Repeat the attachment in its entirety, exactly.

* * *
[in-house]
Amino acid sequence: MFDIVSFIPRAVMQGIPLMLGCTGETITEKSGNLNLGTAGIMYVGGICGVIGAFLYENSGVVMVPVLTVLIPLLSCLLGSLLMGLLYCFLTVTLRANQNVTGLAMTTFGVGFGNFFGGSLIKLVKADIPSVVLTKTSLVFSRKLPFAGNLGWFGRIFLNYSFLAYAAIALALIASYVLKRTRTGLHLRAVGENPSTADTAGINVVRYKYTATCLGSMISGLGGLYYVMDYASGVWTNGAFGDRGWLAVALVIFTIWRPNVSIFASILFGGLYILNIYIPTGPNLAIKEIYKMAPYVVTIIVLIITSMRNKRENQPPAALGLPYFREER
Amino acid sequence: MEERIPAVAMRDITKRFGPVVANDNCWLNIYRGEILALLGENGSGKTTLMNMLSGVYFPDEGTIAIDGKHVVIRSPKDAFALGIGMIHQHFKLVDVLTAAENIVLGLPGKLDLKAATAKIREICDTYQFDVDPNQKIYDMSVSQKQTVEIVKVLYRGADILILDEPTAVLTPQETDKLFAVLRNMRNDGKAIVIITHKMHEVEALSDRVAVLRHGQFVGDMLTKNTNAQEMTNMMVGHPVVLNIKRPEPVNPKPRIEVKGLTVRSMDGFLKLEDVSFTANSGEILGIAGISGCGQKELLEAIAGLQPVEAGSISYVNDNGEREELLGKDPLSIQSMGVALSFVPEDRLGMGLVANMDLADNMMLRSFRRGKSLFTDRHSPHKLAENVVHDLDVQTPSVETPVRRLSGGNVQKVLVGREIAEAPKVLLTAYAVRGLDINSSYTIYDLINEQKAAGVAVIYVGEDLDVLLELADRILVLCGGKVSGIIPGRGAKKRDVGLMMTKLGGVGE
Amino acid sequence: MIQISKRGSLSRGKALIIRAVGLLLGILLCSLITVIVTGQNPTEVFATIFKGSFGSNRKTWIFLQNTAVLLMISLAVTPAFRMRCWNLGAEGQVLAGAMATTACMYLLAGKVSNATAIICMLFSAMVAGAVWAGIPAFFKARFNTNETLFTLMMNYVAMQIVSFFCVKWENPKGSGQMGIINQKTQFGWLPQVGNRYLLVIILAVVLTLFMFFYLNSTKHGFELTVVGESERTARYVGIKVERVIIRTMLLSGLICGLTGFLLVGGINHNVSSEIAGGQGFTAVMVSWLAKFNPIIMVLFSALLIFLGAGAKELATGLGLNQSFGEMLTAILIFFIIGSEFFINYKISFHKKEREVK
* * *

[in-house]
Amino acid sequence: MFDIVSFIPRAVMQGIPLMLGCTGETITEKSGNLNLGTAGIMYVGGICGVIGAFLYENSGVVMVPVLTVLIPLLSCLLGSLLMGLLYCFLTVTLRANQNVTGLAMTTFGVGFGNFFGGSLIKLVKADIPSVVLTKTSLVFSRKLPFAGNLGWFGRIFLNYSFLAYAAIALALIASYVLKRTRTGLHLRAVGENPSTADTAGINVVRYKYTATCLGSMISGLGGLYYVMDYASGVWTNGAFGDRGWLAVALVIFTIWRPNVSIFASILFGGLYILNIYIPTGPNLAIKEIYKMAPYVVTIIVLIITSMRNKRENQPPAALGLPYFREER
Amino acid sequence: MEERIPAVAMRDITKRFGPVVANDNCWLNIYRGEILALLGENGSGKTTLMNMLSGVYFPDEGTIAIDGKHVVIRSPKDAFALGIGMIHQHFKLVDVLTAAENIVLGLPGKLDLKAATAKIREICDTYQFDVDPNQKIYDMSVSQKQTVEIVKVLYRGADILILDEPTAVLTPQETDKLFAVLRNMRNDGKAIVIITHKMHEVEALSDRVAVLRHGQFVGDMLTKNTNAQEMTNMMVGHPVVLNIKRPEPVNPKPRIEVKGLTVRSMDGFLKLEDVSFTANSGEILGIAGISGCGQKELLEAIAGLQPVEAGSISYVNDNGEREELLGKDPLSIQSMGVALSFVPEDRLGMGLVANMDLADNMMLRSFRRGKSLFTDRHSPHKLAENVVHDLDVQTPSVETPVRRLSGGNVQKVLVGREIAEAPKVLLTAYAVRGLDINSSYTIYDLINEQKAAGVAVIYVGEDLDVLLELADRILVLCGGKVSGIIPGRGAKKRDVGLMMTKLGGVGE
Amino acid sequence: MIQISKRGSLSRGKALIIRAVGLLLGILLCSLITVIVTGQNPTEVFATIFKGSFGSNRKTWIFLQNTAVLLMISLAVTPAFRMRCWNLGAEGQVLAGAMATTACMYLLAGKVSNATAIICMLFSAMVAGAVWAGIPAFFKARFNTNETLFTLMMNYVAMQIVSFFCVKWENPKGSGQMGIINQKTQFGWLPQVGNRYLLVIILAVVLTLFMFFYLNSTKHGFELTVVGESERTARYVGIKVERVIIRTMLLSGLICGLTGFLLVGGINHNVSSEIAGGQGFTAVMVSWLAKFNPIIMVLFSALLIFLGAGAKELATGLGLNQSFGEMLTAILIFFIIGSEFFINYKISFHKKEREVK